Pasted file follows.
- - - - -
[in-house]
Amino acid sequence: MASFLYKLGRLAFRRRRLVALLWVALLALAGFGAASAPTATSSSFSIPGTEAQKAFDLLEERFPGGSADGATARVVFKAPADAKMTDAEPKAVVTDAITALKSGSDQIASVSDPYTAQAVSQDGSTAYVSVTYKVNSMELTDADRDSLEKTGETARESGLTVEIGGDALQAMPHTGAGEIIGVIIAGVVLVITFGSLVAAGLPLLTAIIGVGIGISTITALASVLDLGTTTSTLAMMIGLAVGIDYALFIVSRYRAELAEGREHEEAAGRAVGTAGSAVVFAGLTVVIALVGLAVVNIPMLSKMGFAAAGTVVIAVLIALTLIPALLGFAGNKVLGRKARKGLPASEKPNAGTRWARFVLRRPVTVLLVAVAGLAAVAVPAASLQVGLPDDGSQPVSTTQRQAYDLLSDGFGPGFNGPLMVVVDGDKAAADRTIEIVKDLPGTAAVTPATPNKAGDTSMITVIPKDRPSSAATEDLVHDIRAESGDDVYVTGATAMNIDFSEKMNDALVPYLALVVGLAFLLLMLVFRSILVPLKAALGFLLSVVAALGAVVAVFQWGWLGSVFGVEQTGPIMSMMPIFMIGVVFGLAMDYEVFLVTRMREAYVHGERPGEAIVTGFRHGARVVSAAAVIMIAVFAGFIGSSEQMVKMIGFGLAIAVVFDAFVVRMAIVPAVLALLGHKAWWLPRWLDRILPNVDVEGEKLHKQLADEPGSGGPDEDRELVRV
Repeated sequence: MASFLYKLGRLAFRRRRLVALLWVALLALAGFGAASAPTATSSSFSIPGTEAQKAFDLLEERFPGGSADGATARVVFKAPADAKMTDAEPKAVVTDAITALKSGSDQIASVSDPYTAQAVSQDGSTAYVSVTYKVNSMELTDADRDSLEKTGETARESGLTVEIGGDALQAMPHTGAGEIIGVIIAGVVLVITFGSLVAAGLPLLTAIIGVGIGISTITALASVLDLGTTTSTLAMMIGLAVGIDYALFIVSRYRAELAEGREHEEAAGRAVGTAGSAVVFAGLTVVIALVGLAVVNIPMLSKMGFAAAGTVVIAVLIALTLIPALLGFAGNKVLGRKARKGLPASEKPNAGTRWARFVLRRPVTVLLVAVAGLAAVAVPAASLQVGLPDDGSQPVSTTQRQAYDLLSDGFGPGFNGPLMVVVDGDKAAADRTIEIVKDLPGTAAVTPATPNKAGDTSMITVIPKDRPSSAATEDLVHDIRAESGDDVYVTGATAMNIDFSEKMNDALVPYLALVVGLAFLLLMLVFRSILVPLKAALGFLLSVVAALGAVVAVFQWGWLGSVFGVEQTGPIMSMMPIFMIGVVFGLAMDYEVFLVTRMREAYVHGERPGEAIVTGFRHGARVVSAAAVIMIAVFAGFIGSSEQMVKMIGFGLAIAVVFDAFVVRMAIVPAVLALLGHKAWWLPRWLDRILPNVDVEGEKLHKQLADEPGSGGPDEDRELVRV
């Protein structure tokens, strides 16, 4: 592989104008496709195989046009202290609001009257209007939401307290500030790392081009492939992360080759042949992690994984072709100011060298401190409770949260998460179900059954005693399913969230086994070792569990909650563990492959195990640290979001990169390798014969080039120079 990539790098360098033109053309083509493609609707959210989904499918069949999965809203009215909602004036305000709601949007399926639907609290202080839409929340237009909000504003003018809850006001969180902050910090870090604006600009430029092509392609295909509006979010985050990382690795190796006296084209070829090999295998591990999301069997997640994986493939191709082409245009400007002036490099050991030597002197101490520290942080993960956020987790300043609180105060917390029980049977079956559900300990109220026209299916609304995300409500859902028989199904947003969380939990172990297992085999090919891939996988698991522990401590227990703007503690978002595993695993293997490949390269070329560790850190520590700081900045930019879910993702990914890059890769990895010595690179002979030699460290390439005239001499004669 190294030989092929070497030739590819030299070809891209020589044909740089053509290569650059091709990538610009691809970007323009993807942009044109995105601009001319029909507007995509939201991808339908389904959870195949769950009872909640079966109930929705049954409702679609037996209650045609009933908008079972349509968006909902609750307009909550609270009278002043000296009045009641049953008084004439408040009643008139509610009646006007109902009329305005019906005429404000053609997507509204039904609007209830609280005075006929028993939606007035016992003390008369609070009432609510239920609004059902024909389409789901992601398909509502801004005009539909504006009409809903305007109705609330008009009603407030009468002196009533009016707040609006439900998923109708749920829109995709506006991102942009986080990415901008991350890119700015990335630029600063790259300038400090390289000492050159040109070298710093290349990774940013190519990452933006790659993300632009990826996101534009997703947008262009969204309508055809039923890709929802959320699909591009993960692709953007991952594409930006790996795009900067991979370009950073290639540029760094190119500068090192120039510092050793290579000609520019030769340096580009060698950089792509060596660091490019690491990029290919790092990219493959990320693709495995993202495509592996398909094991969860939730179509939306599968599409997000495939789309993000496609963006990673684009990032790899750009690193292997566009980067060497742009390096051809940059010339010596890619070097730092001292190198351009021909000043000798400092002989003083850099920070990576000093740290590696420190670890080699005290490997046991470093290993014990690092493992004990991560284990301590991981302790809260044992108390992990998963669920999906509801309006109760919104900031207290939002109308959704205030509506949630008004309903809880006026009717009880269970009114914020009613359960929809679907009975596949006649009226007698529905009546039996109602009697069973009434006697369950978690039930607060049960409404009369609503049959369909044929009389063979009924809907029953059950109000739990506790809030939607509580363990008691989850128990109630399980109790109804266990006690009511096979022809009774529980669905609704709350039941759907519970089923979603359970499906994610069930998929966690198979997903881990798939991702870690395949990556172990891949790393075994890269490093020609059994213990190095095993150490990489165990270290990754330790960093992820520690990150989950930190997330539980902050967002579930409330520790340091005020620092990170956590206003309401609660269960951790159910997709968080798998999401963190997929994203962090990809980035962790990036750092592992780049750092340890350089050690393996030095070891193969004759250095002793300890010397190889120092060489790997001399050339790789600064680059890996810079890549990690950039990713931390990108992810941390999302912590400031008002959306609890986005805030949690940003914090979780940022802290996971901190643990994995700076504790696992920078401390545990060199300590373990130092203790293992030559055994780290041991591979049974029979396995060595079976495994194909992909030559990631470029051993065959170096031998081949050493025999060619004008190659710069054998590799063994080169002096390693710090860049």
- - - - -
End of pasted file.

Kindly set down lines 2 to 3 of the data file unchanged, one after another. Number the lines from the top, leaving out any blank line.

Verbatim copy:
Amino acid sequence: MASFLYKLGRLAFRRRRLVALLWVALLALAGFGAASAPTATSSSFSIPGTEAQKAFDLLEERFPGGSADGATARVVFKAPADAKMTDAEPKAVVTDAITALKSGSDQIASVSDPYTAQAVSQDGSTAYVSVTYKVNSMELTDADRDSLEKTGETARESGLTVEIGGDALQAMPHTGAGEIIGVIIAGVVLVITFGSLVAAGLPLLTAIIGVGIGISTITALASVLDLGTTTSTLAMMIGLAVGIDYALFIVSRYRAELAEGREHEEAAGRAVGTAGSAVVFAGLTVVIALVGLAVVNIPMLSKMGFAAAGTVVIAVLIALTLIPALLGFAGNKVLGRKARKGLPASEKPNAGTRWARFVLRRPVTVLLVAVAGLAAVAVPAASLQVGLPDDGSQPVSTTQRQAYDLLSDGFGPGFNGPLMVVVDGDKAAADRTIEIVKDLPGTAAVTPATPNKAGDTSMITVIPKDRPSSAATEDLVHDIRAESGDDVYVTGATAMNIDFSEKMNDALVPYLALVVGLAFLLLMLVFRSILVPLKAALGFLLSVVAALGAVVAVFQWGWLGSVFGVEQTGPIMSMMPIFMIGVVFGLAMDYEVFLVTRMREAYVHGERPGEAIVTGFRHGARVVSAAAVIMIAVFAGFIGSSEQMVKMIGFGLAIAVVFDAFVVRMAIVPAVLALLGHKAWWLPRWLDRILPNVDVEGEKLHKQLADEPGSGGPDEDRELVRV
Repeated sequence: MASFLYKLGRLAFRRRRLVALLWVALLALAGFGAASAPTATSSSFSIPGTEAQKAFDLLEERFPGGSADGATARVVFKAPADAKMTDAEPKAVVTDAITALKSGSDQIASVSDPYTAQAVSQDGSTAYVSVTYKVNSMELTDADRDSLEKTGETARESGLTVEIGGDALQAMPHTGAGEIIGVIIAGVVLVITFGSLVAAGLPLLTAIIGVGIGISTITALASVLDLGTTTSTLAMMIGLAVGIDYALFIVSRYRAELAEGREHEEAAGRAVGTAGSAVVFAGLTVVIALVGLAVVNIPMLSKMGFAAAGTVVIAVLIALTLIPALLGFAGNKVLGRKARKGLPASEKPNAGTRWARFVLRRPVTVLLVAVAGLAAVAVPAASLQVGLPDDGSQPVSTTQRQAYDLLSDGFGPGFNGPLMVVVDGDKAAADRTIEIVKDLPGTAAVTPATPNKAGDTSMITVIPKDRPSSAATEDLVHDIRAESGDDVYVTGATAMNIDFSEKMNDALVPYLALVVGLAFLLLMLVFRSILVPLKAALGFLLSVVAALGAVVAVFQWGWLGSVFGVEQTGPIMSMMPIFMIGVVFGLAMDYEVFLVTRMREAYVHGERPGEAIVTGFRHGARVVSAAAVIMIAVFAGFIGSSEQMVKMIGFGLAIAVVFDAFVVRMAIVPAVLALLGHKAWWLPRWLDRILPNVDVEGEKLHKQLADEPGSGGPDEDRELVRV